# Software Transaction memory

## What is that about

### OndŘej Chaloupka

``int x = 0, y = 0, z = 0;``
``````void first {
x = x + 1;
}``````
``````void second {
y = y + 1;
x = x + 1;
}``````
``````void third {
z = z + 1;
y = y + 1;
x = x + 1;
}``````

## Running in pararell

``int x = 0, y = 0, z = 0;``
``````void first {
x = x + 1;
}``````
``````void second {
y = y + 1;
x = x + 1;
}``````
``````void third {
z = z + 1;
y = y + 1;
x = x + 1;
}``````

## Running in pararell

``x == 3, y == 2, z == 1 ???``
``int x = 0, y = 0, z = 0;``
``````void first {
synchronized(this) {
x = x + 1;
}
}``````
``````void second {
synchronized(this) {
y = y + 1;
x = x + 1;
}
}``````
``````void third {
synchronized(this) {
z = z + 1;
y = y + 1;
x = x + 1;
}
}``````
``x == 3, y == 2, z == 1 !``
``txn_int x = 0, y = 0, z = 0;``
``````void first {
atomic {
x = x + 1;
}
}``````
``````void second {
atomic {
y = y + 1;
x = x + 1;
}
}``````
``````void third {
atomic {
z = z + 1;
y = y + 1;
x = x + 1;
}
}``````
``x == 3, y == 2, z == 1 !!!``
``````class Account {
int balance;
synchronized void withdraw(int n) {
balance = balance - n;
}

void deposit(int n) {
withdraw(-n);
}
}

class Transfer  {
void transfer(Account from, Account to, int amount) {
from.withdraw(amount);
to.deposit(amount);
}
}``````

## Locks are not composable

``````class Account {
int balance;
synchronized void withdraw(int n) {
balance = balance - n;
}

void deposit(int n) {
withdraw(-n);
}
}

class Transfer  {
void transfer(Account from, Account to, int amount) {
synchronized(from) {
synchronized(to) {
from.withdraw(amount);
to.deposit(amount);
}
}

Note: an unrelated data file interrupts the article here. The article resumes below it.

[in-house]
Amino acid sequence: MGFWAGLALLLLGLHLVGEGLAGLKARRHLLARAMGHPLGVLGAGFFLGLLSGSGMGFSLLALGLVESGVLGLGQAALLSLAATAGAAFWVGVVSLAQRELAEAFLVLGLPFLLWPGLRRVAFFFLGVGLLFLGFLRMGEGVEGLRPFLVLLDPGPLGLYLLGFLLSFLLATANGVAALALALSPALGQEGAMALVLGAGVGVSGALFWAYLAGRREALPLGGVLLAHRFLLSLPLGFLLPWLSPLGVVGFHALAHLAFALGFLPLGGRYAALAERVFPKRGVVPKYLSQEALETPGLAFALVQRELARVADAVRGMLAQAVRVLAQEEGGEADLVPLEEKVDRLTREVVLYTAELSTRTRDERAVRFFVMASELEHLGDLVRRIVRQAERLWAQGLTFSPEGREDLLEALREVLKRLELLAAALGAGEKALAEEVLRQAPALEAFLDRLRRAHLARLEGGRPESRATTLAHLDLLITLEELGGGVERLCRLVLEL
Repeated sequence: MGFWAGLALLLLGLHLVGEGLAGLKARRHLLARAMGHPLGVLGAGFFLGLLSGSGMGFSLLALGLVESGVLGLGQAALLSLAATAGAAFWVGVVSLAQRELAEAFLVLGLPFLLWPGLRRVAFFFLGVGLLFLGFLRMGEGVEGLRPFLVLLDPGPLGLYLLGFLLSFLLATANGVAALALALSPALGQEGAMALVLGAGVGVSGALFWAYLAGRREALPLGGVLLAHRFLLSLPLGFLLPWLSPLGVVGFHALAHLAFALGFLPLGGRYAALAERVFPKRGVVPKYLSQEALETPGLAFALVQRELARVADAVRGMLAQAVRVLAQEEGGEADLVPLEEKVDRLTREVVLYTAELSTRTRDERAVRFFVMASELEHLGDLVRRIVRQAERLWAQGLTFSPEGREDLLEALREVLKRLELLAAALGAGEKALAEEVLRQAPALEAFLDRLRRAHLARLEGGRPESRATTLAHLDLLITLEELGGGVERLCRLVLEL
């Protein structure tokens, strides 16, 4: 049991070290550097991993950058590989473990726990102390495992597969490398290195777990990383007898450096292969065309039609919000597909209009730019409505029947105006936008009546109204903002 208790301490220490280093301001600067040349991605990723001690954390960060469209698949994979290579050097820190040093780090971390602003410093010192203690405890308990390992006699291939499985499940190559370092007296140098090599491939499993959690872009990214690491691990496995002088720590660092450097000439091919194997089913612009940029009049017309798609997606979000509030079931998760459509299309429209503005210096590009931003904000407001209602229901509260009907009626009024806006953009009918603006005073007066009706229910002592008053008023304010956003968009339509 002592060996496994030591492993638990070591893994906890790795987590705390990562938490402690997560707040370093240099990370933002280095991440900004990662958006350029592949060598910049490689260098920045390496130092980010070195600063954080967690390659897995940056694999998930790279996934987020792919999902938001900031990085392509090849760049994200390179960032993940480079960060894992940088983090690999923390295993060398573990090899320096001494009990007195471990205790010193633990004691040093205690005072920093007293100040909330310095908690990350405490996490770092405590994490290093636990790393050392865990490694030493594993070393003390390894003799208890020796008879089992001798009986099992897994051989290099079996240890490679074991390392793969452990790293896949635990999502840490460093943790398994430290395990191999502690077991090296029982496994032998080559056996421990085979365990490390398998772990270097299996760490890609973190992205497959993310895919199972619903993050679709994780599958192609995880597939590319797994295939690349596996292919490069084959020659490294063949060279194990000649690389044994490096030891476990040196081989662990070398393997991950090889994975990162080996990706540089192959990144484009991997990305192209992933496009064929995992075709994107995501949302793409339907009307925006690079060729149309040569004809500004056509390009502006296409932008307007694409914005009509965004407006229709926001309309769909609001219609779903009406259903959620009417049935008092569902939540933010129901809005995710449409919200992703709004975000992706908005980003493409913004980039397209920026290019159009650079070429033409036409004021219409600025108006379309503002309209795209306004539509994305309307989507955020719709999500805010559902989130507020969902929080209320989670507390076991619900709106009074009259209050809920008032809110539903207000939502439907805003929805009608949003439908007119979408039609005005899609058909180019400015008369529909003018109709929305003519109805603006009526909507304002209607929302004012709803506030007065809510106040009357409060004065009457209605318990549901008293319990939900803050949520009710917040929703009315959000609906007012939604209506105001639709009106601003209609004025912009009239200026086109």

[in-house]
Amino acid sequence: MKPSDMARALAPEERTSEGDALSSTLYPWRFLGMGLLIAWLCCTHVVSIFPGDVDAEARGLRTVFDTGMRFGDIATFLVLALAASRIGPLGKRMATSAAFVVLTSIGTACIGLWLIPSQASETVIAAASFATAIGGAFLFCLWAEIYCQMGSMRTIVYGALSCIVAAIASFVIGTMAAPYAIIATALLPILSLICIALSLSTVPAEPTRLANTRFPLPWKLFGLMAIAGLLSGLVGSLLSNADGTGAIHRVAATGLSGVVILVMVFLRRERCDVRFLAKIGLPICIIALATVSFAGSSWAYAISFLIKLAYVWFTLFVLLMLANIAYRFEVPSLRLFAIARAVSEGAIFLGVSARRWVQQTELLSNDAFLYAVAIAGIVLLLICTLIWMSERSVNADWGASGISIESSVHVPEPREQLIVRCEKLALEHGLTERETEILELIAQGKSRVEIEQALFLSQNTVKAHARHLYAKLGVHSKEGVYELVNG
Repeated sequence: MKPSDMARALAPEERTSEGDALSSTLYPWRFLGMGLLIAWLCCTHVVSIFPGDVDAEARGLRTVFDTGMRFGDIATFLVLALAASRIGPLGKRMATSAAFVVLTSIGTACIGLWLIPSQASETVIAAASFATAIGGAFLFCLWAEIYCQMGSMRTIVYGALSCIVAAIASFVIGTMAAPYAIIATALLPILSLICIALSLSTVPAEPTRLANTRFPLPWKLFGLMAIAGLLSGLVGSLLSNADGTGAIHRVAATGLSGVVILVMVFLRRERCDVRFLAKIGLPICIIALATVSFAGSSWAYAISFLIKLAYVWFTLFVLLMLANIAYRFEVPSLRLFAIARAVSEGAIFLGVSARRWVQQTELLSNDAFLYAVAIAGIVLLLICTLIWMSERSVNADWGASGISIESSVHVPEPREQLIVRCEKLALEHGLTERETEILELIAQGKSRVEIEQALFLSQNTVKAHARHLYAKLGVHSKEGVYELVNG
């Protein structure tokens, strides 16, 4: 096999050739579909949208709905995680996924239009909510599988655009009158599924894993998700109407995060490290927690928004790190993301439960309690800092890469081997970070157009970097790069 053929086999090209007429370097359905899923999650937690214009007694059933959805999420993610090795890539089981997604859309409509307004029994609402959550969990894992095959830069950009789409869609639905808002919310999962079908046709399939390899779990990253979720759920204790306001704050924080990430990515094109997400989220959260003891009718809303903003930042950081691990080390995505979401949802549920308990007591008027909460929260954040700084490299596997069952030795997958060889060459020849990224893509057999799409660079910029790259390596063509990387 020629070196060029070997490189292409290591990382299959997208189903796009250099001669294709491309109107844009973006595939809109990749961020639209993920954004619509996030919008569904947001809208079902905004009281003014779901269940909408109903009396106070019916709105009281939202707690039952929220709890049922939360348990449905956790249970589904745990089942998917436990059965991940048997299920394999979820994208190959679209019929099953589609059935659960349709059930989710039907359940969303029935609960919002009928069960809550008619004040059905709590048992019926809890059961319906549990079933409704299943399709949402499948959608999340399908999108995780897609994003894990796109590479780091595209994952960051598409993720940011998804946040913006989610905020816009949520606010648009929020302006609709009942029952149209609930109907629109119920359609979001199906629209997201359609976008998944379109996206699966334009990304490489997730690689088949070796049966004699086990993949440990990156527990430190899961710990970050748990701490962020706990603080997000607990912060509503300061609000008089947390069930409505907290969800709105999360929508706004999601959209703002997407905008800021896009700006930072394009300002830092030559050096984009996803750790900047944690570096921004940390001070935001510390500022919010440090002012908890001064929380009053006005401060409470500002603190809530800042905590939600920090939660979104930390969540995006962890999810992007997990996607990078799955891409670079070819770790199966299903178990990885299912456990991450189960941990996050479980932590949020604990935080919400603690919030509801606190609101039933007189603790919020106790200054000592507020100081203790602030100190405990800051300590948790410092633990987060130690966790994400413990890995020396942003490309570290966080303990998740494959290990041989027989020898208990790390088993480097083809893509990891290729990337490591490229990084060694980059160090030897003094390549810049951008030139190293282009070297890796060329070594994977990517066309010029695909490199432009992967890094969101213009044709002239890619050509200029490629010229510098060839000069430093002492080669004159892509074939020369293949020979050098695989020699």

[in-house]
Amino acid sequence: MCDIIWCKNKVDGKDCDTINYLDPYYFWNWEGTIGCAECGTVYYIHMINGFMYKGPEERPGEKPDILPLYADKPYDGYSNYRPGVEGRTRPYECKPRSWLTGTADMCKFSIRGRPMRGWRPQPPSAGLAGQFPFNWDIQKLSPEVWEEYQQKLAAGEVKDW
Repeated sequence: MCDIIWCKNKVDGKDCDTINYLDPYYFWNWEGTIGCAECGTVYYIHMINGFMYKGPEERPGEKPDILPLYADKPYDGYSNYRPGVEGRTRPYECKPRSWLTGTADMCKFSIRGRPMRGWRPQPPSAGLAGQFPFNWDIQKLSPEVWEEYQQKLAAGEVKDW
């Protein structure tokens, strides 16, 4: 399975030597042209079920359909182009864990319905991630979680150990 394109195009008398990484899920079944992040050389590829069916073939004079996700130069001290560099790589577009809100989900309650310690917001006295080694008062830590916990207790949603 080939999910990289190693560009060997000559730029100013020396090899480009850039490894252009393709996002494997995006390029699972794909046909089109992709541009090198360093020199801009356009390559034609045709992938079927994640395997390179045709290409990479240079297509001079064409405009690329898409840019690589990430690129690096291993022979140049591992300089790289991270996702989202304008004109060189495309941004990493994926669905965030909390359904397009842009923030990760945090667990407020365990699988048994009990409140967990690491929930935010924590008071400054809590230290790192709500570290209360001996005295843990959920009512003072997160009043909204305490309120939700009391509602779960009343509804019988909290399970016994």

}
}``````
``````class Account {
txn_int balance;
void withdraw(int n) {
atomic {
balance = balance - n;
}
}

void deposit(int n) {
withdraw(-n);
}
}

class Transfer  {
void transfer(Account from, Account to, int amount) {
atomic {
from.withdraw(amount);
to.deposit(amount);
}
}
}``````

## Software transaction memory

• A concurrency models which uses shared memory
• An alternative to the lock-based synchronization approach
• Grouping memory operations for them running atomically
• Simple interface for developers
• Can be implemented in various but not easy ways

## Why "transactional" (STM)

• ACI(D) properties for the program
• Atomically - either all operations are done or non of them
• Consistency
• Isolation - no influencing each other
• serializable - operations appears like processing one after another
(even system hardly thrive to process in parallel)
• D - not usual, Narayana uses transaction log store to provide  it

## HOW IT WORKS

``````void second {
atomic {
y = y + 1;
x = x + 1;
}
}``````

Handle/Proxy

Memory

``````void third {
atomic {
z = z + 1;
y = y + 1;
x = x + 1;
}
}``````

## HOW IT WORKS

``````void second {
atomic {
y = y + 1;
x = x + 1;
}
}``````

x =0

y =0

y =1

x =1

Memory

Write-set

# Narayana STM

``````public class Container<T> {
public enum TYPE { RECOVERABLE, PERSISTENT };
public enum MODEL { SHARED, EXCLUSIVE };
public Container ();
public synchronized T create (T member);
public static final Container<?>
getContainer (Object proxy);
}
``````

# Narayana STM

``````@Transactional
public interface StockLevel {
int get () throws Exception;
void set (int value) throws Exception;
void decr (int value) throws Exception;
}
``````

# Narayana STM

``````Container<StockLevel> container = new Container<>();
StockLevelImpl stock = new StockLevelImpl();

StockLevel stockWrapped = container.create(stock);

// update the STM object inside a transaction
// or use annotations to define transaction boundaries
AtomicAction a = new AtomicAction();

a.begin();
stockWrapped.set(1234);
a.commit();
``````

# Narayana STM

``````// Implementations of interface
// are container managed
@Transactional

// Container will create
// a new transaction for each method
@Nested & @NestedTopLevel

@Optimistic & @Pessimistic